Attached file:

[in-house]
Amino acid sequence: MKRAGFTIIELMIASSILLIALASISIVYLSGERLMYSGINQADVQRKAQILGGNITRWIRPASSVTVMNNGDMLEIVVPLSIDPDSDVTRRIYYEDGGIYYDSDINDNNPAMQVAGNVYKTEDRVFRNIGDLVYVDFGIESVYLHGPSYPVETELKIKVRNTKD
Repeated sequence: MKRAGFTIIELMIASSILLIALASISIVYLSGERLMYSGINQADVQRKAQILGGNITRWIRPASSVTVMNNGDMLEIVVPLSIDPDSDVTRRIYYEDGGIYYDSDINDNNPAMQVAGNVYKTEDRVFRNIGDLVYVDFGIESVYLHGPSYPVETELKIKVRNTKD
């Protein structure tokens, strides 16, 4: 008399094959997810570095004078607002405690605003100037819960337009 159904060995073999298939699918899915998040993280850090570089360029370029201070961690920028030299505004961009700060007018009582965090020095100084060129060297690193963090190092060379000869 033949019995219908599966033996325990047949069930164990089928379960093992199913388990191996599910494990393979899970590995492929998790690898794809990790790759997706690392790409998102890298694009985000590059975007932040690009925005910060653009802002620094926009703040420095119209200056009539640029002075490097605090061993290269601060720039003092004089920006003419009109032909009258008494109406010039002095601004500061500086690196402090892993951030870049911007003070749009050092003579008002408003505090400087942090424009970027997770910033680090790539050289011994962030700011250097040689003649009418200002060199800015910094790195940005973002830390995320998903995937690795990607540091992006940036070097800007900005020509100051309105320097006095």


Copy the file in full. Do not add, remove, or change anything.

[in-house]
Amino acid sequence: MKRAGFTIIELMIASSILLIALASISIVYLSGERLMYSGINQADVQRKAQILGGNITRWIRPASSVTVMNNGDMLEIVVPLSIDPDSDVTRRIYYEDGGIYYDSDINDNNPAMQVAGNVYKTEDRVFRNIGDLVYVDFGIESVYLHGPSYPVETELKIKVRNTKD
Repeated sequence: MKRAGFTIIELMIASSILLIALASISIVYLSGERLMYSGINQADVQRKAQILGGNITRWIRPASSVTVMNNGDMLEIVVPLSIDPDSDVTRRIYYEDGGIYYDSDINDNNPAMQVAGNVYKTEDRVFRNIGDLVYVDFGIESVYLHGPSYPVETELKIKVRNTKD
């Protein structure tokens, strides 16, 4: 008399094959997810570095004078607002405690605003100037819960337009 159904060995073999298939699918899915998040993280850090570089360029370029201070961690920028030299505004961009700060007018009582965090020095100084060129060297690193963090190092060379000869 033949019995219908599966033996325990047949069930164990089928379960093992199913388990191996599910494990393979899970590995492929998790690898794809990790790759997706690392790409998102890298694009985000590059975007932040690009925005910060653009802002620094926009703040420095119209200056009539640029002075490097605090061993290269601060720039003092004089920006003419009109032909009258008494109406010039002095601004500061500086690196402090892993951030870049911007003070749009050092003579008002408003505090400087942090424009970027997770910033680090790539050289011994962030700011250097040689003649009418200002060199800015910094790195940005973002830390995320998903995937690795990607540091992006940036070097800007900005020509100051309105320097006095």